private collectors although waste mixes again in primary collection point. These wastes collector of NGO has
been provided aprons. Poor people have a lower willingness to pay for environmental quality, due to
unawareness about pollution, illiteracy and income elasticity of LNN, s environmental services. Only 31
percent, out of about 82 percent of the population that relied on communal waste disposal sites, paid a levy
(Benneh et al., 1993).
V. Conclusion and Recommendation
The study concludes that the present policy and infrastructure are inadequate in dealing with the
enormous quantity of MSW generated in the city. MSWM of this city is unsatisfactory and thereby needs
immediate attention. Increase in quantities of MSW due to rapid urbanization, commercialization and inability
of providing daily collection service cause nuisance and health hazards. The waste management plan also needs
significant cooperation of public in source segregation from the residential sectors. The intervention is needed
not only in policy formation, but also active involvement in waste collection and transportation till the waste is
dumped in the sanitary landfill sites for implementation of waste management policy. For this, media can play a
significant role and aware citizens calling for their active involvement. Informal collectors including waste
pickers, waste recyclers, scavengers and waste carriers must be fully integrated into the waste management
stream in order to realize the benefits of their contributions to environmental management in the city. Jyoti
Enviro Tech Private Ltd. (NGO) had took a big step towards improving MSWM practices by privatizing the
collection and transportation of MSW. This NGO started door- to-door collection of segregated waste in certain
wards of the city. This segregated waste should be taken to the designated dumping sites after careful recycling
and composting. The segregation of waste at source and promotion of recycling or reuse would reduce the
quantity of waste and the burden on landfills and would provide raw materials for manufacturers.
Biodegradables should be processed by composting and anaerobic digestion. Landfilling should be restricted to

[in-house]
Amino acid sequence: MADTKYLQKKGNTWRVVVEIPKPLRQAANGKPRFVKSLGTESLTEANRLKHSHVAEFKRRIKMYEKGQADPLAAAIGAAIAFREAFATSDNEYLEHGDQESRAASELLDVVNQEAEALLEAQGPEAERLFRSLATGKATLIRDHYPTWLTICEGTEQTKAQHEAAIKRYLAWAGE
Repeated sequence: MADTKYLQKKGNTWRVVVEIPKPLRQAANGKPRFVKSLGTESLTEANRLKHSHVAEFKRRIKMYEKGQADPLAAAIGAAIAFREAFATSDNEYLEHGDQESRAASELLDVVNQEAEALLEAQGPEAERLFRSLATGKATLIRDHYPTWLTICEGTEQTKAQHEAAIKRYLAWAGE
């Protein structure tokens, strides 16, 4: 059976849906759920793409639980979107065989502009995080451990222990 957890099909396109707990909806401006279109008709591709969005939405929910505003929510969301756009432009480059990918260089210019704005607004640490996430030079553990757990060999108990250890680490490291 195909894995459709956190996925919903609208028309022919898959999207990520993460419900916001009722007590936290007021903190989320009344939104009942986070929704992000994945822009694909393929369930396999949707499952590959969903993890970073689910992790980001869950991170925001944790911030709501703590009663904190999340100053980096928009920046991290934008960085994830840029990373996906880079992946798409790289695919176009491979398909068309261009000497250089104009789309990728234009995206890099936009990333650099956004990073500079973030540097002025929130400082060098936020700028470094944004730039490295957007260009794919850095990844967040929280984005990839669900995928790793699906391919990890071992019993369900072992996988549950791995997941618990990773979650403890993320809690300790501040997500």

those wastes that are non-biodegradable or inert or which are not suitable for recycling. The study presents the
current scenario of MSWM, which will be helpful in creating awareness among the people and the planners. The
MSWM data obtained from Arc GIS maps are responsible for the retrieval, update and visualization of the
information required. The produced maps with data can provide LNN, environmental engineers and decision
makers about the present MSWM system, which is required for the improvement of the existing system and for
future planning. NGO and LNN should collect cattle dung from cattle shelters/colonies of the whole city. In the
cattle colony, LNN should provide gobar gas plant to the people who are living in unhygienic condition. The
dung also reaches the river stream due to flooding in the rainy season from June to September and in January
month. The dung if collected by the LNN can produce lots of organic fertilizer if supply in the rural area could
be arranged. Biomedical and industrial wastes must not be mixed with MSW. Municipal authorities are to
establish and maintain MSW storage facilities that do not create unhygienic and unsanitary conditions in the
Assessment of the status of municipal solid waste management (MSWM) in Lucknow Capital city of 48 | Page
area. Citizens must be encouraged by the municipal authority to segregate wastes. Vehicles during waste
transportation must be covered and the MSW must be processed in such as way which could reduce burden on
landfills. Finally, it is clear that availability of such data would be helpful in the selection of appropriate
technology for solid waste management in Lucknow. In year 2021 the situation may reach critical proportion.
Specifications for maintenance of landfill sites and various other processing techniques should be applied such
as composting; leachate treatment and incineration as given in the MSW Rules, 2000. LNN and other urban
local bodies Uttar Pradesh should take up the issue of MSWM on priority and show their collective
responsibility and seriousness for proper disposal and treatment of MSW for the entire Lucknow city.
The authors acknowledge BBAU, Lucknow in facilitating and supporting the study. The authors also